You know what time it is?

Time to get ugly! No, no… not that time – that was 1989. Now it’s time to fix my broken watch with my 3D printer in my garage. Time to get…awesome!

I loved my Nixon watch; it told me the time, it told me the date, and it looked really good in its safety-orange brightness. I always had people ask me “is what some sort of medical device”, and even “what does it do?” and I always loved replying “it tells me what time it is!” Then one day it broke. Not the electronics, but a small band of plastic holding the electronics to the band broke in two different places.

Unlike old, boring watches where the band could be changed out at will, this one was had a patented process applied that made the rubbery-plastic band physically attached to the hard-plastic “sled” using little loops of rubber, making for a cool, one-piece appearance. Unfortunately, this process also meant that I couldn’t just go out and get a new band for it, and the Nixon site no longer had the safety orange version.

I opened up my broken watch a month or so ago, and at that time thought that it was too daunting of a task to try to repair — the part had too small of features, I couldn’t get the electronics out without cutting the loops inside, and general worries that I’d totally screw it up. After a month of it sitting in a drawer, however, I realized that I might as well try to fix it; it was either that or let it just sit there, looking sad every time I opened the drawer.

I unscrewed the four screws holding the back panel (battery cover), then four more screws holding what remained of the broken sled to the electronics enclosure. Having it free, I got my digital calipers and started writing down numbers. The values were fun sizes like 3.36mm, and 2.14mm; no whole numbers here. I still worried that I wouldn’t be able to get the precision I needed when I got to my printer, but I pushed on.

watch piece in sketchup

Sled design in SketchUp

Taking my numbers into SketchUp, I pushed and pulled, added holes, added inset walls, the works. There was a really elegant curve to the part that went inside the band, and where the rubber loops went through. Since I needed to slice those loops off to get the original out, I didn’t need to put the small, elongated holes in this area and could leave it solid. I was shocked at how fast I was able to get the piece modeled and looking good; a testament to both the easy nature of SketchUp and working with it so much to know how to look at a piece and quickly build it out. There were several areas that I had concern over — the thinness of the inner-walls around the screw holes, and the overhang of the band attachment point. I figured I’d just print and see what happened.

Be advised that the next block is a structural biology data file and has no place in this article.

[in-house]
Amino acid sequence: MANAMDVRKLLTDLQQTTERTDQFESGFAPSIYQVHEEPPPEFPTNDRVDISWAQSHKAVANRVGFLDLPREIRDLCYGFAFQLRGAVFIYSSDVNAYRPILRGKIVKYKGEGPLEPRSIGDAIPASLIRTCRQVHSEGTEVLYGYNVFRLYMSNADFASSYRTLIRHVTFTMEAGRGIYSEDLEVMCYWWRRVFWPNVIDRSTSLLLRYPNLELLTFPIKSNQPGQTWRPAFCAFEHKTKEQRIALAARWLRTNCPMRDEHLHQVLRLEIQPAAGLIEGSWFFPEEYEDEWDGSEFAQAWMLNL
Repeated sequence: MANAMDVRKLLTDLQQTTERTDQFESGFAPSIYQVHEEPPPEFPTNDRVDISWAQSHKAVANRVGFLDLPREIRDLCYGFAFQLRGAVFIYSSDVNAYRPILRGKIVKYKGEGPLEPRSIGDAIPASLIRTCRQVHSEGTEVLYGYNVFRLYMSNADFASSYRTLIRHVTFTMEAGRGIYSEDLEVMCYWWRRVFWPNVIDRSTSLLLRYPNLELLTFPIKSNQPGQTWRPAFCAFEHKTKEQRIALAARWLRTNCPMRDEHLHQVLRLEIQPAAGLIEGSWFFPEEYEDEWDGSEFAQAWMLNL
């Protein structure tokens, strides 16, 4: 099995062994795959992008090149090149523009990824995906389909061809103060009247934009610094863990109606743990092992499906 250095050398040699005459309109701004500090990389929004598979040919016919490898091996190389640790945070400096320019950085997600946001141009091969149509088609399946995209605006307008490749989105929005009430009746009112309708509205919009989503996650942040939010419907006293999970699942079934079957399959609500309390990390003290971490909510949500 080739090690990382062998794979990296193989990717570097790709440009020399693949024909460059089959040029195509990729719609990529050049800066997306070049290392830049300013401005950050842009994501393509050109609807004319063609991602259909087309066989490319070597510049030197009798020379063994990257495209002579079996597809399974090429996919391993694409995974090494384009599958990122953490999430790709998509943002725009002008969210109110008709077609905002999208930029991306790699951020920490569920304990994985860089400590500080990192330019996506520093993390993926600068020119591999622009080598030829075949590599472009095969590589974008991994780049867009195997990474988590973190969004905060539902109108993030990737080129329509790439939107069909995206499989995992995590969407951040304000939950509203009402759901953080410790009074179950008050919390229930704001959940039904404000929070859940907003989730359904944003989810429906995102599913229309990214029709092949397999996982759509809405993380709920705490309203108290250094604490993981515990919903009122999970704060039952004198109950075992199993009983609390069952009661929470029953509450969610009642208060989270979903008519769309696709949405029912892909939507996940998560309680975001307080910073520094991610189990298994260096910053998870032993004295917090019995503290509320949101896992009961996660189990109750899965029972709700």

Sled render from Indigo

Sled rendering in Indigo

To the 3D printer! I knew that I’d need support, so I added a raft, set the parameters for no extra shells and 100% infill, and hit “print”. D’oh! Errors! Given all the pushing and pulling I did in the model, it was no surprise that there were issues with it that I couldn’t see. I ran the model through Netfabb’s awesome cloud STL repair service and had it back almost immediately. Let’s try the print again. Success!

part being 3D printed

Long-time readers may notice that I’m printing in white (“natural”) ABS, even though I’ve printed before with the same safety orange as the original watch. I had white already prepped from another print, and just went with it. Part of me didn’t think it was going to work at all, and the other part thought… well… the other part of me was just plain lazy.

The piece took 33 minutes to print, with a portion of that being the slow raft. Still, from the time of sitting down to take measurements to the time the print was done and the raft peeled off was less than two hours. That kind-of thing always makes me happy; it’s just crazy to think where we’ve come.

Broken watch piece and 3D printed replacement Replacement piece de-rafted Replacement piece and broken piece showing overhang

The screw holes looked good, though the outer overhang didn’t actually touch the raft supports, so there were a few dangling noodles to clean up. Time for the big test — does it come close to fitting? No! Well, the overhang fit perfectly in the band, but the main part wouldn’t fit around the electronics enclosure.

So, I was worried about the inner walls of the screw holes being too thin, but as it turned out, after printing they were actually too wide. Despite printing with no extra shells, there were two extrusions per wall, and that made them just a wee bit too big to fit in their areas around the electronics. I had to take an X-Acto blade to the walls and slice off just a little bit. Once fitted around the electronics, I was able to put the screws back in that held the sled firmly in place. I placed the battery cover back on and screwed in the remaining screws. It worked!

The sled in place

The next, and final step, was to glue the sled back into the watch band. Since I had sliced off the rubber loops (and had no method to actually re-attach them anyway) I resigned myself to just using some super-duper glue substance. I had a tube of crazy-strong “gel” glue, but it was old and had hardened. I also had some model airplane glue (from a previous project, not from making a model) and it seemed fine. I squeezed a little in the band and put the sled in place. And waited. The next morning the glue had dried! But it hadn’t actually stuck to anything. Bummer. And now it sits, waiting for me to go get some better glue options, maybe even an epoxy.

Whatever glue I end up using, the fact that I have been able to repair my most favorite watch with surprising ease, made possible only because I have the most awesome tool ever — a 3D printer, is cause for much celebration.

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